While import controls impact our national revenue significantly, it will have a higher impact on local businesses – just take computers, for example. If there is a restriction on computer imports and spare parts over time, we will face a challenge in replacing and upgrading the computers we use at present. Needless to say, this would affect the work of government offices and decrease our work efficiency as a significant proportion of the work is done through computers. This is just one example. We haven’t really felt the impact of import controls as we are still using existing stocks. Most imports we use for the moment are, to an extent, durable product categories, but in the mid and long term, people would feel the drop in efficiency and witness price increases.

The very same import controls impact our export businesses as most of the imports are used by local businesses to produce consumable goods and exports. (Think on the same lines of restrictions on importing computers.) The efficiency drop will impact the prices of exports to increase, making it difficult to compete in global markets. Industries like plantations will have further pressure to increase salaries with the high cost of living. Already many industries have indicated the difficulty to sustain their operations due to import controls. From the Government’s point of view, the need to manage the availability of foreign reserves is justifiable, but there will be significantly bigger costs and consequences to the local economy and the consumer.

Can we afford another lockdown?

Looking at the problems at hand and as all problems are reaching a boiling point, it is difficult to have another standstill in our economy. The only possible solution is to keep the movement of people between selected borders between districts or divisional secretariats while adhering to health guidelines, thus keeping the economy afloat running. Of course, the commute of the workforce between borders will have complications, but since most of us have hit rock bottom in our economic conditions, we are left with a very few alternatives.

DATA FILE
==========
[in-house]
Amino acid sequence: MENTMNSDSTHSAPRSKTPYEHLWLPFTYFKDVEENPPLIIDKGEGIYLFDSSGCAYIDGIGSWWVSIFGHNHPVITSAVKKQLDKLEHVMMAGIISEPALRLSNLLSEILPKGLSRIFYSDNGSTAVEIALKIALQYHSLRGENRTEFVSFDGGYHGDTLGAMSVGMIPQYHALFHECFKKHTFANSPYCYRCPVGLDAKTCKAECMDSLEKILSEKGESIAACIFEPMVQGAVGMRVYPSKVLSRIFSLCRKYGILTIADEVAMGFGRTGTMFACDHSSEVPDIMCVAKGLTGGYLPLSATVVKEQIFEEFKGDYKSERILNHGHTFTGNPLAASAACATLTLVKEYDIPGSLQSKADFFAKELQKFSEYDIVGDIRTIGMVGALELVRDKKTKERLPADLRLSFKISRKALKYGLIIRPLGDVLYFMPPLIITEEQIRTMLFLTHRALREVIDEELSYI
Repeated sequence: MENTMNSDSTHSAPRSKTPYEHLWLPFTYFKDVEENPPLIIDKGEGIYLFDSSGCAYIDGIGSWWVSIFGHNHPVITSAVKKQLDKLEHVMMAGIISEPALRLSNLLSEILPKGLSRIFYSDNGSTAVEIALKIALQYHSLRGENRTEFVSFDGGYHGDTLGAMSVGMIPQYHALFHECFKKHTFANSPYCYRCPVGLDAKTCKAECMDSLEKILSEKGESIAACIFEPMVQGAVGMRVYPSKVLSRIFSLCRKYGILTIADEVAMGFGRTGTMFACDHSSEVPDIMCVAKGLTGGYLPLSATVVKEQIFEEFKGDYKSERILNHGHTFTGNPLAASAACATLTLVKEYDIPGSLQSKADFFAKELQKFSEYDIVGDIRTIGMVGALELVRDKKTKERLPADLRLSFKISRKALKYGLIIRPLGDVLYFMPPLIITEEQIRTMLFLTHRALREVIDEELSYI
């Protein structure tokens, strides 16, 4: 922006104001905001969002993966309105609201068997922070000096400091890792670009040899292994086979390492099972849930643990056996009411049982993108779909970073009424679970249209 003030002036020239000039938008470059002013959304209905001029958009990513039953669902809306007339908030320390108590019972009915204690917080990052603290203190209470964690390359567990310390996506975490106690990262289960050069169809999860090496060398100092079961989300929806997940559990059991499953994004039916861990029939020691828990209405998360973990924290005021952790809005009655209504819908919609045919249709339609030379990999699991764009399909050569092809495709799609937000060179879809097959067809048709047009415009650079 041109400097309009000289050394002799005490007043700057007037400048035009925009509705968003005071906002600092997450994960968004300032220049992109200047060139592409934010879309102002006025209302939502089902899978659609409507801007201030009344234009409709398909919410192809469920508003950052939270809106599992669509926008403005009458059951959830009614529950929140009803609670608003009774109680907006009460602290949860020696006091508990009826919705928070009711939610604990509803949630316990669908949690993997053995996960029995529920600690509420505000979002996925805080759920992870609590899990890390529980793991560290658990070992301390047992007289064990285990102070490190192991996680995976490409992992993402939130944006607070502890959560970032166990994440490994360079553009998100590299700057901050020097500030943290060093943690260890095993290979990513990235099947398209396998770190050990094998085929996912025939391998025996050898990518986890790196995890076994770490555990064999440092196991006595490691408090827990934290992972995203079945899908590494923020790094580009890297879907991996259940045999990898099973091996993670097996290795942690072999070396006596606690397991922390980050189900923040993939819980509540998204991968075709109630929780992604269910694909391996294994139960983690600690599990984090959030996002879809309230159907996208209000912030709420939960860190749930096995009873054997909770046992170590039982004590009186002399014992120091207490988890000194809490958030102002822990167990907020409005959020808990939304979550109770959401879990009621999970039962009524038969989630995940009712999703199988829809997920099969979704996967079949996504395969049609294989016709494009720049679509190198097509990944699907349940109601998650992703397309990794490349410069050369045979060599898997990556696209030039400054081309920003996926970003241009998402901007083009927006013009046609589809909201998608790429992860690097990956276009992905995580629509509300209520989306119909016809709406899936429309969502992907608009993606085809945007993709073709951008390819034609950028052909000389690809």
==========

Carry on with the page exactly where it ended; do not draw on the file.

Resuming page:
The ideal solution for the foreign currency shortage is to secure a programme with the International Monetary Fund (IMF), as recommended by us. Such an IMF programme will require significant structural reforms. Another significant determinant by the IMF would be the need for a democratically elected government, meaning that a possible postponement of the election would be detrimental to seek such financial injections.

Probable solutions

The problems at hand have no quick fixes, and quick fixes will only worsen the current situation. First of all, we as a community should take precautions, adhere to all health and safety guidelines, and thereby stop contributing to the spread of Covid-19; we really can’t afford a second lockdown. Secondly, the problem with our economy is neither the high imports nor the consumption of imported goods – our problem is that our economy is not competitive or efficient. Our problem is poverty and the poor man or woman’s only tradable good is labour. There are limited or no opportunities to trade this tradable good called labour to earn a decent living as our economy is not competitive enough. Until we resolve this issue by setting our economic fundamentals right, our current crisis will exacerbate, also meaning that we cannot afford a second lockdown.


(1) Macro scenarios in the Sri Lankan economy during Covid-19 – Deshal De Mel

(2) Mid year fiscal position report 2020 – Ministry of Finance, Sri Lanka


(The writer is the Chief Operating Officer of the Advocata Institute and can be contacted at Learn more about Advocata’s work at The opinions expressed are the author’s own views. They may not necessarily reflect the views of the Advocata Institute or anyone affiliated with the institute)